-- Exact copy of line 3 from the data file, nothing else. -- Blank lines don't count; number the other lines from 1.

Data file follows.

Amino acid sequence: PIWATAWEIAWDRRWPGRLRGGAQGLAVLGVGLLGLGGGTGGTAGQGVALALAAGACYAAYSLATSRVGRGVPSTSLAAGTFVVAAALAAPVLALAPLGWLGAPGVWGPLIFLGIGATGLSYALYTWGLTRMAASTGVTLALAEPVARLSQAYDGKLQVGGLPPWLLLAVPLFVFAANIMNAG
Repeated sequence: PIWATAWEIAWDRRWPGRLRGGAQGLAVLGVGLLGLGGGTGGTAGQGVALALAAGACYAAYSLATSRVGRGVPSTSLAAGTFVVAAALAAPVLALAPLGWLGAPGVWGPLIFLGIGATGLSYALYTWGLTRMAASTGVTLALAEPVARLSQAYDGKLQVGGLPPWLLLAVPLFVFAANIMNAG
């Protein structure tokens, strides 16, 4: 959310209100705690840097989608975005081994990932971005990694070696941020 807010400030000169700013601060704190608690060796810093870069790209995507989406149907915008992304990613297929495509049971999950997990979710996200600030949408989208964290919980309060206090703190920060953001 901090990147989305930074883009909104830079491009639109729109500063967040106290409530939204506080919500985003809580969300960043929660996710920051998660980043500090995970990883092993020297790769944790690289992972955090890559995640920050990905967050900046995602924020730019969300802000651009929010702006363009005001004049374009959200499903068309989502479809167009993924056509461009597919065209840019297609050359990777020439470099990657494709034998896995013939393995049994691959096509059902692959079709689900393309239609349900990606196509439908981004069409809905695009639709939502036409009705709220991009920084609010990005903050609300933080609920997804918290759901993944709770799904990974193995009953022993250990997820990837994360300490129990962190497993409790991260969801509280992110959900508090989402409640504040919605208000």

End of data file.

């Protein structure tokens, strides 16, 4: 959310209100705690840097989608975005081994990932971005990694070696941020 807010400030000169700013601060704190608690060796810093870069790209995507989406149907915008992304990613297929495509049971999950997990979710996200600030949408989208964290919980309060206090703190920060953001 901090990147989305930074883009909104830079491009639109729109500063967040106290409530939204506080919500985003809580969300960043929660996710920051998660980043500090995970990883092993020297790769944790690289992972955090890559995640920050990905967050900046995602924020730019969300802000651009929010702006363009005001004049374009959200499903068309989502479809167009993924056509461009597919065209840019297609050359990777020439470099990657494709034998896995013939393995049994691959096509059902692959079709689900393309239609349900990606196509439908981004069409809905695009639709939502036409009705709220991009920084609010990005903050609300933080609920997804918290759901993944709770799904990974193995009953022993250990997820990837994360300490129990962190497993409790991260969801509280992110959900508090989402409640504040919605208000």